Self-Assembly: A shortcut in the race to a renewable energy future

Taking advantage of emerging low-cost, resource-efficient printing technology is crucial as we seek to solve pressing energy challenges with sustainable, renewable and affordable solutions.

But for maximum value to be extracted from the next generation of flexible solar cells and other light-harnessing equipment, manufacturers and industry require a better understanding of the materials these devices are created from.

That’s where Exciton Science’s Dr Asaph Widmer-Cooper and his team at the Soft Matter Theory and Computation Group come in. Asaph is a computational chemist with expertise in modelling the structure and dynamics of amorphous, crystalline and self-assembled materials.

Based at The University of Sydney, Asaph’s group collaborates with scientists and engineers from The University of Melbourne, RMIT University, Monash University, UNSW Sydney and CSIRO to study the formation and properties of solution-processed materials.

Solution processing involves dissolving substances in liquid, applying that liquid to a surface and then treating it in a special way, such as controlling the drying conditions, to leave a precisely structured version of those substances deposited on the surface as a solid.

Asaph explains: “We use computer simulations to study solution-processed materials and their properties.

“That includes things like how do you print solar cells, how do the materials form, how can you influence that process to get structures to form that are more efficient for devices. We really look at quite a wide variety of things.”

The expert knowledge of modelling within his team means many other members of Exciton Science call on the Soft Matter Theory and Computation Group to provide them with insight into what they can expect from the materials they are experimenting with.

“We are solving fundamental problems that should be important for practical applications. We don’t build the solar cells, we don’t model the actual solar cells, but we look at how the materials form that are used, with the aim of helping others make better materials.”

Part of the focus for Asaph and his team is understanding and optimising self-assembly, to increase efficiency in the creation of materials to extract and harness sunlight.

“Self-assembly is this idea of doing things from the bottom up,” he said.

“Rather than taking a big chunk of material that you can see and cutting it into little pieces, maybe on the nanoscale, the idea is that you start with something really small, like a molecule or a nanoparticle and then by manipulating the interactions between those components and the processing conditions, things like temperature or an electric field, you drive them to spontaneously order into a structure that will be useful for a device, for example.”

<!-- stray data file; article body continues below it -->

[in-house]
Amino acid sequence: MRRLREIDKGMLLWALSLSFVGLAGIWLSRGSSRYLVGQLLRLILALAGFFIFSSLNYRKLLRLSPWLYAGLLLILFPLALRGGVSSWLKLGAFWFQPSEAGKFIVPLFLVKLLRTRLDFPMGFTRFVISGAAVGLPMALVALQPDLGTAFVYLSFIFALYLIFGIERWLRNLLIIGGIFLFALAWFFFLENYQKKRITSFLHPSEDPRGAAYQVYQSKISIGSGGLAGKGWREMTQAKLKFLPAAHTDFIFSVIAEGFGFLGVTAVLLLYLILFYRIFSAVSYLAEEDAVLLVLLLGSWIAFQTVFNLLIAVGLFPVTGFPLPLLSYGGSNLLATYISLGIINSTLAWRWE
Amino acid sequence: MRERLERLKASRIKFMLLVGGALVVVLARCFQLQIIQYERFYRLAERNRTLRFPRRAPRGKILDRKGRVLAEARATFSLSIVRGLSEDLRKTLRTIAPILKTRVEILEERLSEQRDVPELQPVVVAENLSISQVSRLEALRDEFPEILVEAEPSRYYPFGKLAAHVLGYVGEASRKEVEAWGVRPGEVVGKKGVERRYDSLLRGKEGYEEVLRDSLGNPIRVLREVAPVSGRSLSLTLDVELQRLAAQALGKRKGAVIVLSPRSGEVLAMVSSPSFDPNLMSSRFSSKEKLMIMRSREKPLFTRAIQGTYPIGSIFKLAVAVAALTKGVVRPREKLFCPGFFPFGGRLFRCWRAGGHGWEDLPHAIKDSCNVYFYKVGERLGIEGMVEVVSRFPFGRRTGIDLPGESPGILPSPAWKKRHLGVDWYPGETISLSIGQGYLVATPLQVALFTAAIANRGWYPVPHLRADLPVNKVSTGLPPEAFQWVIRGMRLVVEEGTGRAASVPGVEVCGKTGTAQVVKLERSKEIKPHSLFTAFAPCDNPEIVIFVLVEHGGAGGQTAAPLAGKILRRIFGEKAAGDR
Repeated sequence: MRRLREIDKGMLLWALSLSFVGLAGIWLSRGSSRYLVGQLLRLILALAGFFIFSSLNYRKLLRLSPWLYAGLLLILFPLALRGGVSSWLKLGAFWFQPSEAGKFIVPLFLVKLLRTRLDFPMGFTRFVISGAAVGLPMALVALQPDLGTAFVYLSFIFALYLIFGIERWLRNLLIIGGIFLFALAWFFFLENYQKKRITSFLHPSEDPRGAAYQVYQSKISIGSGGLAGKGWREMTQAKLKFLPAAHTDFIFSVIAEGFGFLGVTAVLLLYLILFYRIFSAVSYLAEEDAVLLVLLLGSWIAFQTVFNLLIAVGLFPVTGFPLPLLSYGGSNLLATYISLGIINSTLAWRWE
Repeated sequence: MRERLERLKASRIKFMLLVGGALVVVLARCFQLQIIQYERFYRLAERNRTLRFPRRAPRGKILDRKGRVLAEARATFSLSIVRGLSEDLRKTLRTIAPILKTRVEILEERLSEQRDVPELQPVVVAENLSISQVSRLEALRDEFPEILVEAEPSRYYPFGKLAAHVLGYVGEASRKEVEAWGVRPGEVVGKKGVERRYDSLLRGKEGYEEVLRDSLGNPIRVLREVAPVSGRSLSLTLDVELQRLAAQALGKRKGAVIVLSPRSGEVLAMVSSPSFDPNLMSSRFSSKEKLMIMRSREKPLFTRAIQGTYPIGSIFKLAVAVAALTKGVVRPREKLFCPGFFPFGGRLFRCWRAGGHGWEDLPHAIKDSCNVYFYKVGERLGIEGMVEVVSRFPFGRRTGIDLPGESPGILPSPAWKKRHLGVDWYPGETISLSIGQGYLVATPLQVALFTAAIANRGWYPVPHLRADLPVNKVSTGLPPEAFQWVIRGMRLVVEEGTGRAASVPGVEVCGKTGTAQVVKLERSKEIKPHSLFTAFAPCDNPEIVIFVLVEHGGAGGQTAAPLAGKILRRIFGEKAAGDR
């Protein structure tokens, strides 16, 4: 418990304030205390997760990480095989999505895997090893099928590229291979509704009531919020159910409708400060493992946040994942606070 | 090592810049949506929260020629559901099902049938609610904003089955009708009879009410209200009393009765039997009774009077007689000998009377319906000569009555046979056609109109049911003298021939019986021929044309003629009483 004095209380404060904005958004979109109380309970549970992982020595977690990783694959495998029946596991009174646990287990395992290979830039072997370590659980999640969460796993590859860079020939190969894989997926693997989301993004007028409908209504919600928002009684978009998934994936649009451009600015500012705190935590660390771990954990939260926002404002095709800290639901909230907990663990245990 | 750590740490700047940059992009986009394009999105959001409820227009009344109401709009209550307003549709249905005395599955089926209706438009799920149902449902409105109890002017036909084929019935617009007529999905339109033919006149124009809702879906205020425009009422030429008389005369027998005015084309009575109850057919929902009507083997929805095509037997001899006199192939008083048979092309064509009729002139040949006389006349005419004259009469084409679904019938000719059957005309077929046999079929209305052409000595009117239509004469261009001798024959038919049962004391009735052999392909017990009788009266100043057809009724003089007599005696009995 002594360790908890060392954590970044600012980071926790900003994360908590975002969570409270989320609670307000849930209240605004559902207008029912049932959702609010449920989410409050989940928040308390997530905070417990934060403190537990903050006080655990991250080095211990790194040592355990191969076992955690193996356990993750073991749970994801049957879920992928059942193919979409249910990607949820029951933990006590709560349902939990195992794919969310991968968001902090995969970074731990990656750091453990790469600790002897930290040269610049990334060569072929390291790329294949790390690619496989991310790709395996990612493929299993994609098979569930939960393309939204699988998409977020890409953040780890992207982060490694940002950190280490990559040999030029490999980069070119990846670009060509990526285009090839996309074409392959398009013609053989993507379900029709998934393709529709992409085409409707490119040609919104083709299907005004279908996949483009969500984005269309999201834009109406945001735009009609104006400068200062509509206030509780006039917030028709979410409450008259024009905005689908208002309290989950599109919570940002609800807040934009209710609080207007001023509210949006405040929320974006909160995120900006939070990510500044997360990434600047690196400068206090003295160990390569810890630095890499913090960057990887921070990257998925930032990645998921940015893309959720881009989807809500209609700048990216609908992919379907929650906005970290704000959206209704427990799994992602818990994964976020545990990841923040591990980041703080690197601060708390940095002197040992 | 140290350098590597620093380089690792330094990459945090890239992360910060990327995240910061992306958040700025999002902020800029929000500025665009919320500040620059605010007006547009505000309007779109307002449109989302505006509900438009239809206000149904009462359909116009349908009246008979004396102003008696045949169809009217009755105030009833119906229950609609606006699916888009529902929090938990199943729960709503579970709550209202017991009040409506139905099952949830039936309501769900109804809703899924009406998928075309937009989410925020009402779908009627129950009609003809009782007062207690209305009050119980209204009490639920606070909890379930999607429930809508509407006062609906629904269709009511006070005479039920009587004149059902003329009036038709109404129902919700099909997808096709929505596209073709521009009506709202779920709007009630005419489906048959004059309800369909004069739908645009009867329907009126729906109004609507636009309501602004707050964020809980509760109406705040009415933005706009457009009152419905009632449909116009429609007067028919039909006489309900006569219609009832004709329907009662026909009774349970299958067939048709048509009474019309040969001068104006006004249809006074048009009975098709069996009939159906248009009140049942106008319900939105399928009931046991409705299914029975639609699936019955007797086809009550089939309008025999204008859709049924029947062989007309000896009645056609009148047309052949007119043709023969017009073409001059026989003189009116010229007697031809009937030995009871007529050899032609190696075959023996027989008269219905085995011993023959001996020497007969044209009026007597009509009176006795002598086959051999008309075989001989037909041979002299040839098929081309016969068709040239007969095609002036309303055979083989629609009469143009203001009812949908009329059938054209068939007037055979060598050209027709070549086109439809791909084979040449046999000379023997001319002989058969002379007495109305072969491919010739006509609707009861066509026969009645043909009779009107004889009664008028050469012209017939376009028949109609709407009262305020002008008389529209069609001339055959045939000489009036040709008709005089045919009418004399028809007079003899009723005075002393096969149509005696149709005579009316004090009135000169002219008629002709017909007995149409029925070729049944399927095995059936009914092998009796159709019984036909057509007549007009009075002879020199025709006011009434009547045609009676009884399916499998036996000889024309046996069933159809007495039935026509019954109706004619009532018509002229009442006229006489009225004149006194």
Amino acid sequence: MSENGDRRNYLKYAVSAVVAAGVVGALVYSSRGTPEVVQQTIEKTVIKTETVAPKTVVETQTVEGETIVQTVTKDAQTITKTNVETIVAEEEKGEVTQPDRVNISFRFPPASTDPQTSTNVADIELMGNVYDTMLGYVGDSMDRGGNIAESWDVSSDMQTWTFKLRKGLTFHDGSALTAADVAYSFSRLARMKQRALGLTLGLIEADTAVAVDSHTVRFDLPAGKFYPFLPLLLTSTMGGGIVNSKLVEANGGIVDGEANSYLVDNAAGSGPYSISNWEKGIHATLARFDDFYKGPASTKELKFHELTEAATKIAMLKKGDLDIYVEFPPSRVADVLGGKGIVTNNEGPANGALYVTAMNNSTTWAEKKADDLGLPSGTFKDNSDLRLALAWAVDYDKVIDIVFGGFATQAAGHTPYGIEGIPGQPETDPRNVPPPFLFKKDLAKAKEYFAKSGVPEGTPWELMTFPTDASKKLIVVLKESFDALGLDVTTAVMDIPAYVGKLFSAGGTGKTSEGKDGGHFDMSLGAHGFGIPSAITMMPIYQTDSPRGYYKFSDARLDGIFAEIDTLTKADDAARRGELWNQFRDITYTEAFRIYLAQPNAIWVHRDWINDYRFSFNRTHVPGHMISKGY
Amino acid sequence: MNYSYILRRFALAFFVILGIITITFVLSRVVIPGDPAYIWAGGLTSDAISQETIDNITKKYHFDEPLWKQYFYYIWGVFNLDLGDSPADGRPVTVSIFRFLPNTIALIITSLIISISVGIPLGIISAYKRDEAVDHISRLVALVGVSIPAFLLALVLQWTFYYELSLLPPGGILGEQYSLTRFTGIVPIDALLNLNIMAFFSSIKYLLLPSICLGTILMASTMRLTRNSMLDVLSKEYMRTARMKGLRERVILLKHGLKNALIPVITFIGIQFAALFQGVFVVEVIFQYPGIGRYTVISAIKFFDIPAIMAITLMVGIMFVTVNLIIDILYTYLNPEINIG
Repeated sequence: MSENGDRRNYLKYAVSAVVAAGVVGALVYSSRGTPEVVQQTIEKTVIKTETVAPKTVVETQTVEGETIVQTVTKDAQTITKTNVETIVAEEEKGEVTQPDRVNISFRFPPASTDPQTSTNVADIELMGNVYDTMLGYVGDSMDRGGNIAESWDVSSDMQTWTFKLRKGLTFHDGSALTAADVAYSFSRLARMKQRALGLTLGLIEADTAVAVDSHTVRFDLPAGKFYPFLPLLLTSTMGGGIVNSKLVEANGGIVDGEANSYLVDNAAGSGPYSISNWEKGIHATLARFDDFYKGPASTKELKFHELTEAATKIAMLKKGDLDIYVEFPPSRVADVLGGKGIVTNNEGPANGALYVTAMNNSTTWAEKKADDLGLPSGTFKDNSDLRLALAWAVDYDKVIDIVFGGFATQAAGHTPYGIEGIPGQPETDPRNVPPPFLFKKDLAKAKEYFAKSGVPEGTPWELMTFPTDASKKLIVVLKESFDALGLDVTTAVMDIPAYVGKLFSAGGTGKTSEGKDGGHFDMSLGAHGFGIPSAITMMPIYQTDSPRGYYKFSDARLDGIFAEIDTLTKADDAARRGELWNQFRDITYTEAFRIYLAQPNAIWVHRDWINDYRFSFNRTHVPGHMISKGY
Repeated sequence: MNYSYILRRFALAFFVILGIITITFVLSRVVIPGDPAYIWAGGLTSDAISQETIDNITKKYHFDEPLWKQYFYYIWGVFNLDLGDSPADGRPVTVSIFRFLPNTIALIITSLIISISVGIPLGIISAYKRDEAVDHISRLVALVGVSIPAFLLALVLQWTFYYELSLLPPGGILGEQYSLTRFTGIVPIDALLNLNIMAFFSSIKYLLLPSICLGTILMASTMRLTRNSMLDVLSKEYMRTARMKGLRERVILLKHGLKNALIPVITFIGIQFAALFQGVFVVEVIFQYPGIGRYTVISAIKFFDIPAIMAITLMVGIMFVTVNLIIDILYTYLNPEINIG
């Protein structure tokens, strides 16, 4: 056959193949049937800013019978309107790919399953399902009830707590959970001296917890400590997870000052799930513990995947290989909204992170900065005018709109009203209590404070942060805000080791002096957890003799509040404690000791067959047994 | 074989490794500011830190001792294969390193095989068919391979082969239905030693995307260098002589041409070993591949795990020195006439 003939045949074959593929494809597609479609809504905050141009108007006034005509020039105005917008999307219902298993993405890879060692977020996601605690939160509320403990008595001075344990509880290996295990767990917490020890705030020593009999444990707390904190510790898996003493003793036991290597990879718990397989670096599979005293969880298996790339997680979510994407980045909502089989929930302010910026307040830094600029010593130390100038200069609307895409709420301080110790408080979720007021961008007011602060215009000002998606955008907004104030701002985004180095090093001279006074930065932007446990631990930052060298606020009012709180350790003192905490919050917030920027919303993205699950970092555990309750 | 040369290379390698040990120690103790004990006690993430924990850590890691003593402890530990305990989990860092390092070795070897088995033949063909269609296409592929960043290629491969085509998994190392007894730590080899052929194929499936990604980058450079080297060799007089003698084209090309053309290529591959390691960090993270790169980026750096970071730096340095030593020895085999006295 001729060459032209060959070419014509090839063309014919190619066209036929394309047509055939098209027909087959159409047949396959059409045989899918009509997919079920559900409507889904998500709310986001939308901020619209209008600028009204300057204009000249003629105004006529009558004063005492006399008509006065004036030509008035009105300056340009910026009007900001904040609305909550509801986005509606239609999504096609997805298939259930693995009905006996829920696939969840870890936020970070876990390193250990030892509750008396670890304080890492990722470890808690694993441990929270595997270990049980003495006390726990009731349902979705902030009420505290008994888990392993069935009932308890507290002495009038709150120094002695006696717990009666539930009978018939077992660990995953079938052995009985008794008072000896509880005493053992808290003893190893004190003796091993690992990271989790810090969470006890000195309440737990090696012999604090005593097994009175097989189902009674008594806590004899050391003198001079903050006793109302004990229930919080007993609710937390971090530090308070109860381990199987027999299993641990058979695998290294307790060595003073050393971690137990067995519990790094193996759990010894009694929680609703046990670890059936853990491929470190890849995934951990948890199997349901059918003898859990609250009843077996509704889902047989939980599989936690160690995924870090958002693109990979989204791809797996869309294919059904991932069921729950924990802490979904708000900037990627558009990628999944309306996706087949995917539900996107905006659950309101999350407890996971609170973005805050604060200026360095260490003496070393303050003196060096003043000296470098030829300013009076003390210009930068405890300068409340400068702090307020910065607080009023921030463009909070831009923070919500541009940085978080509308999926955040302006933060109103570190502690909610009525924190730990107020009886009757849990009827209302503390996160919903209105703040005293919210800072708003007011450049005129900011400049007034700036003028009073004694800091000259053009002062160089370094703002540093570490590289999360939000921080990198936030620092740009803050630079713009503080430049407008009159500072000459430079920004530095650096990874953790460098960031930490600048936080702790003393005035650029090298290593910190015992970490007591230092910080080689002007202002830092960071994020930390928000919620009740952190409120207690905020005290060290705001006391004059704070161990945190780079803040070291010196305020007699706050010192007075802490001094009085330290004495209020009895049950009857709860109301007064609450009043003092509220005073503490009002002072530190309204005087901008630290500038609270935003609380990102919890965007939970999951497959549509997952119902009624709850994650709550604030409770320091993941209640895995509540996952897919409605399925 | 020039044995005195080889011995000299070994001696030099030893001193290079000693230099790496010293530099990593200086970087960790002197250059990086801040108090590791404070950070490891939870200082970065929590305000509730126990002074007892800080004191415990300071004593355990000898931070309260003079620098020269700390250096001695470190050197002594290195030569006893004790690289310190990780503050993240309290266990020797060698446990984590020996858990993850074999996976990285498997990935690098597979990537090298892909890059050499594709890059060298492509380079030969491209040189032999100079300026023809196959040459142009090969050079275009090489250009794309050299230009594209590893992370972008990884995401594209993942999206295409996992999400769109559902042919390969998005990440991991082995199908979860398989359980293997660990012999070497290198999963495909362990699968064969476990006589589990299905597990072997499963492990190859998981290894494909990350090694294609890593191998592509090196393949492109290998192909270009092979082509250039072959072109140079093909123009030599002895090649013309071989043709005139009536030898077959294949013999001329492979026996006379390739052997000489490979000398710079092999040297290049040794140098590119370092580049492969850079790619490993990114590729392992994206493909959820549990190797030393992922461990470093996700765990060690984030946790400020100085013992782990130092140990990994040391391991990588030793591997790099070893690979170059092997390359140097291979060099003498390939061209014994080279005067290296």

Despite considerable advances in our understanding of molecular self-assembly in recent decades, we shouldn’t make the mistake of thinking that it will enable us to craft high-tech equipment out of thin air.

“You can’t just go out there and assemble whatever you want into whatever structure you want,” Asaph said.

“It’s not like 3D printing where you specify the structure and put things where you want them. It’s really a bottom-up thing where you have the components and you have to figure out how to make them interact with each other to get them to spontaneously form the structures that you want.

“An example where self-assembly is used in technology today is in liquid crystal displays, [like] computer displays. That relies on molecules being arranged in a highly oriented way on a surface. Those molecules respond to an electric field and that turns pixels on and off. That creates the patterns on your screen.”

For Asaph, working within Exciton Science is an opportunity to focus his efforts directly on tackling the pressing issues looming large early in the 21st century.

“After my PhD I really wanted to take [my] skills and apply them to renewable energy and addressing some of the big societal challenges that we face,” he said.

“It was definitely a conscious decision ... I wanted to have a more direct impact on renewable energy.

“I want to be at the point where there are scientific discoveries to be made that will then make something new possible. I’m glad I’m in a position in the Centre where I can interact with engineers and people who do scale-up so I can understand the problems that they face, because that helps me to focus the problems that I work on.

“There’s an infinite number of interesting scientific problems out there, but this helps me to focus on ones which, if they are solved, may really enable a big leap forward in technology.”

Dr Asaph Widmer-Cooper

University of Sydney